Eric Johnson shares his latest Tips and Ideas. Some of the most rare and unusual plants are available right at your fingertips through mail order/internet garden companies. If you're looking for something different and unique for your garden, nothing is safer and more effective than having plants delivered right to your doorstep. Eric just ordered plants 48 hours ago. They're now being delivered. Plants are living things, it's very important to care properly for them when the package arrives since success in the garden has much to do with how we treat them from the beginning. What he has received are 2 great hybrid Tea Roses. They are packaged with a plastic liner that traps in the humidity and keeps the plants fresh. As well the packaging contains shaved pine excelsior which keeps the roots in good shape. This rose is an outstanding specimen, a 2 year old budded rose. Eric thinks it a good idea to first lightly trim the roots. Sometimes when the plant is dug up there are some rough edges on the roots. Go ahead and prune them back, then lightly hydrate them. These plants are in great condition but it's always a good idea to make sure that the roots soak up a little bit of water before planting. Let the plants sit in water a little, especially for roses, which are grafted plants. Plant it below the graft line, that will ensure that suckers don't develop. Put the plant in a container, work the potting media in around the roots. It's important not to have air pockets, fill it almost to the top with soil media, then water it in. As everything settles lightly, pack in the media, but don't pack it in too hard because you don't want compacted soil in the container. Continue watering it in until all the air pockets are out and the soil is settled nicely around the rose plant. This will look great in a container in a couple of months. Nothing could be easier than making selections on-line and having them delivered right to your home. And the reward is a season full of blooms.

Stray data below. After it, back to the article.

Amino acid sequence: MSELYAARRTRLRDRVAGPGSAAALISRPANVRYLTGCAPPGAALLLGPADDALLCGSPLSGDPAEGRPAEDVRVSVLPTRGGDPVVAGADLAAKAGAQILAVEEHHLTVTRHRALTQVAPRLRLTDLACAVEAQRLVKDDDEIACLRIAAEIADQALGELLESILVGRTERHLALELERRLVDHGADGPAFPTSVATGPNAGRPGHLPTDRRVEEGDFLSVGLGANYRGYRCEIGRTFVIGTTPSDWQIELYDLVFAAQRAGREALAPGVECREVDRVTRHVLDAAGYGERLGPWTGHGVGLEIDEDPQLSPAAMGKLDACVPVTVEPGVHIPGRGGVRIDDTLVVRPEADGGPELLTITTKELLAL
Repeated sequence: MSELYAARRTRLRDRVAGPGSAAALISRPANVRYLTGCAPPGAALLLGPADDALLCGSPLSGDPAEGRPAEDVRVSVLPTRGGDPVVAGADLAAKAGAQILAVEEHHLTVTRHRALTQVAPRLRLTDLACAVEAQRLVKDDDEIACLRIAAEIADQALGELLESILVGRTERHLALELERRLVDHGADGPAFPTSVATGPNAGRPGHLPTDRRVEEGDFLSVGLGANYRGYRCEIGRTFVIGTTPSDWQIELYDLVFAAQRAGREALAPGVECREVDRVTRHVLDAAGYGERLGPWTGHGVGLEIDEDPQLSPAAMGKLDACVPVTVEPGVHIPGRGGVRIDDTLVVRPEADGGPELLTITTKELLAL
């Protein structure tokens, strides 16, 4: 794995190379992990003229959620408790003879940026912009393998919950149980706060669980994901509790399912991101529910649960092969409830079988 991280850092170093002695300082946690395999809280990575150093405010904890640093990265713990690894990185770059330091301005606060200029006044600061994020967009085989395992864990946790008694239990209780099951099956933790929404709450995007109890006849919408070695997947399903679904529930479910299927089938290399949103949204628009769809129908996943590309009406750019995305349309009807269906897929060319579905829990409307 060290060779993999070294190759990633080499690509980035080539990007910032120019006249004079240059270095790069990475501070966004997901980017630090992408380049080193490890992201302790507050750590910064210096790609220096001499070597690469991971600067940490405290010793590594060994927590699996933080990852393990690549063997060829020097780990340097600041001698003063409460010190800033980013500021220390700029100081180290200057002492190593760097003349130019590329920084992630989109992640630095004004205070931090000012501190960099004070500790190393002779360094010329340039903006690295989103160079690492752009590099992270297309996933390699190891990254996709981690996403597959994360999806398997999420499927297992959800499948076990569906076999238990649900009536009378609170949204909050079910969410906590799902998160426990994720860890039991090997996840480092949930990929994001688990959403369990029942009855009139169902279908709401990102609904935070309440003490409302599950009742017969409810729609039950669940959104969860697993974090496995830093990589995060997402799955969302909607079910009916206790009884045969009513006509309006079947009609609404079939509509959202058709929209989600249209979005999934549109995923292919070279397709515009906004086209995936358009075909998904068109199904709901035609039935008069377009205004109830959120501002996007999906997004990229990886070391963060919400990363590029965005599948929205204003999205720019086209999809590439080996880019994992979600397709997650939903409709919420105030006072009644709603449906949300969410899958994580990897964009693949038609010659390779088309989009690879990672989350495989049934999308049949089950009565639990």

Don't know about you but it seems we're regularly getting shocked when turning on a light, touching a doorknob, even touching our car. To learn more about this often harmless jolt of static electricity,
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